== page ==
Wednesday, April 14, 2010

I Taught My 5 Year Old that Abe Lincoln Was an Axe Murderer

I'm a geek but not a very imaginative one.

My favorite historical figure is Abraham Lincoln. He's one of the most written-about figures in the English language (I once read second only to Jesus Christ) so I'm hardly alone in my interest in him. But it's not very original.

I blame my maternal grandparents. They were some kind of Lincoln nuts. I first heard about him from them. I can remember my grandfather saying Lincoln was president for only "half of the United States." To which I said, "which half is President Nixon President of?"

Of course, when my grandparents were little, they too were hearing stories about Abe Lincoln. Except they were hearing it from people old enough to have been alive when Lincoln was. Think about that -- it's 2010, and I can say I talked to people who knew other people who lived through the Civil War. See? Geek excitement!

But I digress. So I'm a Lincoln nut too. I've read every bio of him I could. Two cartoons about him from newspapers from his time hang in one of the rooms of my house that contains other Lincoln Administration era artifacts.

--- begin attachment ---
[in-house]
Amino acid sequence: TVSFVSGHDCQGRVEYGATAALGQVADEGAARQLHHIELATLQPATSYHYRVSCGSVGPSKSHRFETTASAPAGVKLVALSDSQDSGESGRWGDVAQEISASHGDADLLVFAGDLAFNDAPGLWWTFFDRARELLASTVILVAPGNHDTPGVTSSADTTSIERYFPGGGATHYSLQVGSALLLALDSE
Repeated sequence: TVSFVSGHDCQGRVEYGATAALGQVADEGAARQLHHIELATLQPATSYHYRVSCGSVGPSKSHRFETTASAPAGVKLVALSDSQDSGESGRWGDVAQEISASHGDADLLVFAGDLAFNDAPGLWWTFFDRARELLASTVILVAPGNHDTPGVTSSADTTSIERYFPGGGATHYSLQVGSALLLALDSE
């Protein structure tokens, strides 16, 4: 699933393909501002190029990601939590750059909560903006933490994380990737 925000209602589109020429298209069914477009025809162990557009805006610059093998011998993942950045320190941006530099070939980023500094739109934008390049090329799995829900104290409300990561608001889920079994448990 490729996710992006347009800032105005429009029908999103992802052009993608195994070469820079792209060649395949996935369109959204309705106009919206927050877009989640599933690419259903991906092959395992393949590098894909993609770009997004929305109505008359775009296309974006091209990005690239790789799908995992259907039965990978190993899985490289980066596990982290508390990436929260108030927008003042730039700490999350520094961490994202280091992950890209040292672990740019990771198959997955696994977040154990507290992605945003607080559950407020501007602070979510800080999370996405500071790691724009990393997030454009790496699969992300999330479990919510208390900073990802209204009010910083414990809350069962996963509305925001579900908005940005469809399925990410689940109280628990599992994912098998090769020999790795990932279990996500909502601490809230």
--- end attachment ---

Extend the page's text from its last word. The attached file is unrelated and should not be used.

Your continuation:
So imagine my surprise and interest when I heard about a novel called "Abraham Lincoln: Vampire Hunter." It's written by the same guy who wrote "Pride and Prejudice and Zombies."
And I saw it at the airport bookstore in Seattle when I was there fetching my son to bring him back here and of course I picked it up.

So there I am, on the plane, next to Eli, devouring the contents of this book (it is a good book) when out of the corner of my eye I saw him staring. At the cover of the book. Which has a photo. Of President Lincoln, in his long frock coat. As you would expect. Except bloodstained. All over. In one hand the rail splitter held a blood stained axe -- in the other, the decapitated head of a vampire.